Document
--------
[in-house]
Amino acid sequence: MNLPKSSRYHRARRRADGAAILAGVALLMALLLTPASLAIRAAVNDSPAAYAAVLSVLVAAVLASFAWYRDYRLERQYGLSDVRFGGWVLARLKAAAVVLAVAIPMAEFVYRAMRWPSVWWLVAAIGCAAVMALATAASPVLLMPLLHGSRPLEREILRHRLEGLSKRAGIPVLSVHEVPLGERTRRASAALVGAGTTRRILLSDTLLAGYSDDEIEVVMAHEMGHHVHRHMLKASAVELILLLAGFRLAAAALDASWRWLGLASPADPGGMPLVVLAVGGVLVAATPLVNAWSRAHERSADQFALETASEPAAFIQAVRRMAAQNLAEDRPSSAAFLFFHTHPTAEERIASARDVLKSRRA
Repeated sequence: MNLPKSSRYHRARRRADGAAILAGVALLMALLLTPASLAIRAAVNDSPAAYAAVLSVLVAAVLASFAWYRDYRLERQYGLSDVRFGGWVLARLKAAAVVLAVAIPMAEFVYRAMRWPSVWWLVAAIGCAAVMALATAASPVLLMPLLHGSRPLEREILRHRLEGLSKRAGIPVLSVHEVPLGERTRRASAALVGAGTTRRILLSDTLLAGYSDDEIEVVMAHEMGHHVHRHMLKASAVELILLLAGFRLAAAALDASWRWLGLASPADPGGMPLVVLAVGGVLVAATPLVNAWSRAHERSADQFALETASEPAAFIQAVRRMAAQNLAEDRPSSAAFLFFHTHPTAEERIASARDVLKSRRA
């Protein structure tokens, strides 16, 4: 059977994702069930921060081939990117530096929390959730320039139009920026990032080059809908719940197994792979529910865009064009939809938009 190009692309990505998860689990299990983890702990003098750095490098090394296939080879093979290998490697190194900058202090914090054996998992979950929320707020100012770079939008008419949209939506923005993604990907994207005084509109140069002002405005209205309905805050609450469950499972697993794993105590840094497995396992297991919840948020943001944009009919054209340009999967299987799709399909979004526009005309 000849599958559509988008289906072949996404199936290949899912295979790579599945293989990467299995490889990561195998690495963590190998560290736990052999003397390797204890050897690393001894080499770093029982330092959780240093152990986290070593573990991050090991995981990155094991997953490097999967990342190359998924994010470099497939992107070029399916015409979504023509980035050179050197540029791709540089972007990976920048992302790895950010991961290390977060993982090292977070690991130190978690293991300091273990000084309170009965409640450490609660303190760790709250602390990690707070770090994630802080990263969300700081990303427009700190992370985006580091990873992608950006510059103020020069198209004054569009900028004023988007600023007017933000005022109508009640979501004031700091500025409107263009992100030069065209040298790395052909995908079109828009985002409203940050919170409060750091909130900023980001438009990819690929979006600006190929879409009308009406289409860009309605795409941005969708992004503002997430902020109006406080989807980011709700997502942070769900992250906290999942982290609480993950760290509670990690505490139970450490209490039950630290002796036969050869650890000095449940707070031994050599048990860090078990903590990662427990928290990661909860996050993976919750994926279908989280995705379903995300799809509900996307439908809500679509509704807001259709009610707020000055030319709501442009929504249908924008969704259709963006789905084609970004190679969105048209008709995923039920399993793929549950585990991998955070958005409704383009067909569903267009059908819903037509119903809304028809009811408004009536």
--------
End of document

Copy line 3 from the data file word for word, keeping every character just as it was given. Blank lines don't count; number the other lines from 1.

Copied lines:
Repeated sequence: MNLPKSSRYHRARRRADGAAILAGVALLMALLLTPASLAIRAAVNDSPAAYAAVLSVLVAAVLASFAWYRDYRLERQYGLSDVRFGGWVLARLKAAAVVLAVAIPMAEFVYRAMRWPSVWWLVAAIGCAAVMALATAASPVLLMPLLHGSRPLEREILRHRLEGLSKRAGIPVLSVHEVPLGERTRRASAALVGAGTTRRILLSDTLLAGYSDDEIEVVMAHEMGHHVHRHMLKASAVELILLLAGFRLAAAALDASWRWLGLASPADPGGMPLVVLAVGGVLVAATPLVNAWSRAHERSADQFALETASEPAAFIQAVRRMAAQNLAEDRPSSAAFLFFHTHPTAEERIASARDVLKSRRA